How to stand out and get your dream Career

“In order to be irreplaceable, one must always be different.” – Coco Chanel

What differentiates you from everybody else, and why should people choose you over your competitors? You may think I'm talking about branding a business but Branding isn't just reserved for businesses. As a personal branding coach, I've found the strategies typically used to put your personal brand into your business can be used when applying for a career because the goal to make yourself stand out as the ideal candidate is the very same goal for a business to attract its ideal clients.

One of the biggest misconceptions in business is that you have to be better than the competition when in fact all you have to be is different. Everyone wants to be memorable yet many job seekers are stumped by the question: "How am I actually different from the competition?"

A Unique Selling Position (USP) in the business marketing sense is a brief marketing promise which sets you, your product or your services apart from others. A USP in a personal branding sense is what sets you apart from the other candidates and makes you stand out to the recruiters.

Here are my 9 simple steps to help you stand out when trying to secure your ideal career.

Step 1: Do your research.

This step is the foundation to building your personal brand. You can't possibly know what makes you unique or different if you don't know what's already out there or what recruiters are looking for.

In business, the SWOT analysis helps a company understand its Strengths, Weaknesses Opportunities and Threats, these criteria can help you as you try and find what makes you unique.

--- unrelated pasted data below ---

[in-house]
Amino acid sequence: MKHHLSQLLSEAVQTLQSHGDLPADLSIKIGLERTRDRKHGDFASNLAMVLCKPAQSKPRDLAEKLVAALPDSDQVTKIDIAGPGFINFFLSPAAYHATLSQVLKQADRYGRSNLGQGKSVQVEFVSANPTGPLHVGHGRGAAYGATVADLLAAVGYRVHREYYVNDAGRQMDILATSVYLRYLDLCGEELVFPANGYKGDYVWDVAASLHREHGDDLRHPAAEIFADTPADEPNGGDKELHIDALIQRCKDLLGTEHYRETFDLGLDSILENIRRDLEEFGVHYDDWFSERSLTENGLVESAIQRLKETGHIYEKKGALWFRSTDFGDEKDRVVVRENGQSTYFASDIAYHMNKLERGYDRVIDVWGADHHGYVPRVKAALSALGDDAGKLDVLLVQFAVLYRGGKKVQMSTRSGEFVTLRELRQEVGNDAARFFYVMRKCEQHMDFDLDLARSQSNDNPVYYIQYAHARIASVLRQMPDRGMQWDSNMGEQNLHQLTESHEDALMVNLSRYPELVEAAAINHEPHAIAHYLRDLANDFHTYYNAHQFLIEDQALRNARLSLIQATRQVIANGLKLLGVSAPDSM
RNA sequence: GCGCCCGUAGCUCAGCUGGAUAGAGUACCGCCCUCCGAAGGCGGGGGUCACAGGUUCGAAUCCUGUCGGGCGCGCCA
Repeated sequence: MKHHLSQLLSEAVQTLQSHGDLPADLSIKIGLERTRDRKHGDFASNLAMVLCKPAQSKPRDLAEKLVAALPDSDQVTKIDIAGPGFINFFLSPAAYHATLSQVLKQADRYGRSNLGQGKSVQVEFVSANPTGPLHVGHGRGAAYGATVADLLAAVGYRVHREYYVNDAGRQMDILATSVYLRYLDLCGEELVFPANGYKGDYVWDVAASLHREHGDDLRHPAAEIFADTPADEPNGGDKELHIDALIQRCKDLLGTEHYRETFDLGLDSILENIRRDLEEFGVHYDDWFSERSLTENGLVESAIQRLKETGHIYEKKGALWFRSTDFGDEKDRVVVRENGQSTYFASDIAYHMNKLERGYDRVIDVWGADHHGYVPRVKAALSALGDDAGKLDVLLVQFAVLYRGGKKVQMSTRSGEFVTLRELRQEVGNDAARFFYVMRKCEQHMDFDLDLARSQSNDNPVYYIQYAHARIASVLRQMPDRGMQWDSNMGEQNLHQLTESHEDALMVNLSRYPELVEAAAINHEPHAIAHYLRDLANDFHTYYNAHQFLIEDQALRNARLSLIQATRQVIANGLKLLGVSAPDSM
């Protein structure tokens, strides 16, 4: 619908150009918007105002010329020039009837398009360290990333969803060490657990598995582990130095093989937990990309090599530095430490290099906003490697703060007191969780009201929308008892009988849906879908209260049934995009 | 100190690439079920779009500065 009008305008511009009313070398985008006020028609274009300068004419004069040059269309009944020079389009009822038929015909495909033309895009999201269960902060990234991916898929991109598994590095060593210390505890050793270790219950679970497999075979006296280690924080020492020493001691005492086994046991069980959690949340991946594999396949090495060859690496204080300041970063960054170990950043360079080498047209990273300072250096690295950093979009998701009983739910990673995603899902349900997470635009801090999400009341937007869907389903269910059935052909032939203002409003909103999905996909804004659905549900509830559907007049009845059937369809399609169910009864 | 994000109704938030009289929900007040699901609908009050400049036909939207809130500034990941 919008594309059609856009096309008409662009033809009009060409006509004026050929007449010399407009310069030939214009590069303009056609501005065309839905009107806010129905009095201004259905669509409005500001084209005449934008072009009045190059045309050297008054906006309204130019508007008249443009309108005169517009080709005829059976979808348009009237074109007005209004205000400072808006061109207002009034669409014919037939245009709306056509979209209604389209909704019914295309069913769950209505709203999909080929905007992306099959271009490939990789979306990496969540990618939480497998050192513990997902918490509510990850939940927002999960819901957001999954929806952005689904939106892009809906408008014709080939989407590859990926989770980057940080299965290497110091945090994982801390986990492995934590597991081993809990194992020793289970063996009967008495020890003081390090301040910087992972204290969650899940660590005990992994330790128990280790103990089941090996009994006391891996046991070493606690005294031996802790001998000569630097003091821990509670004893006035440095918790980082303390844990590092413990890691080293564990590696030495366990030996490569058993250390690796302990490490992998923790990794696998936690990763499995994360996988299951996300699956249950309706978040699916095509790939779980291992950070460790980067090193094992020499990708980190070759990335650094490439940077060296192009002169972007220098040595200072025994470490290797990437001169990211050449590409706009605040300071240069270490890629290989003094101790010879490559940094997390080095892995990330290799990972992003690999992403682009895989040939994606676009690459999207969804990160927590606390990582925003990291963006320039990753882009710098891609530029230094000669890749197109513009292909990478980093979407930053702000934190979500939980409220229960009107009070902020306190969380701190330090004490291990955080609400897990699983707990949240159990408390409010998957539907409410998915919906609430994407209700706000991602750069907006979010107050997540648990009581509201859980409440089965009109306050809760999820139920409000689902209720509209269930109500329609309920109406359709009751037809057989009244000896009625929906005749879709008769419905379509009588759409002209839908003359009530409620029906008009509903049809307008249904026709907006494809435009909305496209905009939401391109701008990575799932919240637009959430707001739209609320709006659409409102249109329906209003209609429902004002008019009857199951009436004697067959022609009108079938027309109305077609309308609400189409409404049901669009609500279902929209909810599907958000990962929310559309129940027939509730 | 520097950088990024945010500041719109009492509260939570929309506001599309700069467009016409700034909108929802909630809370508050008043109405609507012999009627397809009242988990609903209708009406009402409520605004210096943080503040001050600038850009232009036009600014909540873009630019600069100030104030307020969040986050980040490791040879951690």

• Competitor Research

Learn how you stack up against your competitors. Take stock of your strengths and weaknesses and see what skills and experiences you can highlight or need to work on. Do you have more work experience in customer services? Have you started your own side business?

  • Client Research

Find out what your future employers value, look at who currently works for them what skills do they encourage? What does their business stand for?

  • Opportunities & Threats

Too often, we compare ourselves to others "strengths" because they are the most “qualified” We become so concerned with not having the "right" degree from the "most prestigious establishments" or endorsed work experience with large corporations, but you don't have to always be better than your competitor the key to standing out is to be different.

In Dorie Clark's article How to Separate Yourself From the Competition, she profiles television chef Rachael Ray, someone who managed to reframe the lack of her expertise and make it into her Unique Selling Proposition.

In the world of cooking, television chefs were mainly seen as experts, with most owning their own high-end restaurant or being trained by the best chefs. Rachael Ray started as a food buyer for a gourmet market in Albany, N.Y. and did “30-minute meal” cooking demonstrations at the store. But it was exactly her lack of credentials that made her so popular on the Food Network, because, she represented the everyday cook. She was relatable to the audience and today Rachel has an empire, her own television show, recipe books and cookware.

Staying up to date on the industry trends can help you prepare for any opportunities or threats that are related to your recruiter's company. Is there an environmental or technology issue that you could talk about? Find out what you can offer. If it's something distinctive, different, unique, better, challenging, when given in the correct context - you can turn it into your very own unique selling proposition.

Now is also a good time to take stock of the necessary skills for your ideal career and to upgrade them if needed. You can take a short course or volunteer to update your skills.

Step 2. Use Keywords

Read the job description and highlight the recruiter's keywords. When you write your resume or cover letter simplify your communication by using the same language as them. If they ask for someone who has hands-on knowledge of Adobe make sure you highlight your relevant skills in your resume.

Step 3: Brainstorm

Make a list of the values you can add to the company?

Is there something you provide – technology designed an app, team leadership, management techniques you use, marketing tactics, wrote copy for a technology article, part of the debate team at university,

Step 4: Find your niche